Increasing the detection of fetal growth restriction (FGR), while reducing stillbirth, also leads to unnecessary early intervention, and associated morbidity, for normally grown babies who are incorrectly suspected of FGR.

We sought to design a balance measure that addresses the specificity of FGR detection.

A retrospective cohort study on all singleton births ≥32 weeks gestation in 2016 and 2017 in Victoria. We compared two balance measures for the detection of FGR, defined as the proportion of all babies iatrogenically delivered before 39 weeks gestation for suspected FGR that had a birthweight ≥10th centile (balance measure 1) or ≥25th centile (balance measure 2). Hospital level performance on each balance measure was derived and compared to an existing performance measure for severe FGR detection in Victoria.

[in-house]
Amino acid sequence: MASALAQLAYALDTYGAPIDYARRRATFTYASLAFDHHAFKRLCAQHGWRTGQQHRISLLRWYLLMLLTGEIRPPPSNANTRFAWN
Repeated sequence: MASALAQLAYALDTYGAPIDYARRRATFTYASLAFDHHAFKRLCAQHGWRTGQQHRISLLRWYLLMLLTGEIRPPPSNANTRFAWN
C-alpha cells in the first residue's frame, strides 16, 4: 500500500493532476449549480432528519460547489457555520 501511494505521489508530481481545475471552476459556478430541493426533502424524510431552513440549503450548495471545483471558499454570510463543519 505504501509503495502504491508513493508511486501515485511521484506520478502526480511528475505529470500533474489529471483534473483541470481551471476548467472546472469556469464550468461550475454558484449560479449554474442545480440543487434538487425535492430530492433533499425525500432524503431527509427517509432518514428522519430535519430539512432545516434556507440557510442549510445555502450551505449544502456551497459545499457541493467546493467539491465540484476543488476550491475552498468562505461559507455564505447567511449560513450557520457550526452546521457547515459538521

Of the 38 hospitals analysed, 12 (32%) had a favourable performance on an existing indicator of FGR detection, seven (18%) hospitals had a favourable performance on balance measure 1, and 15 (39%) had a favourable performance on balance measure 2. There was a moderate correlation between hospital performance on the existing indicator and on balance measure 1 (r = 0.447, P = 0.005) but not balance measure 2 (r = −0.063, P = 0.71). There was no difference in perinatal mortality between high performing hospitals and low performing hospitals.

Introducing a balance measure into routine reporting may bring greater awareness to the unintended harm associated with increased detection of FGR.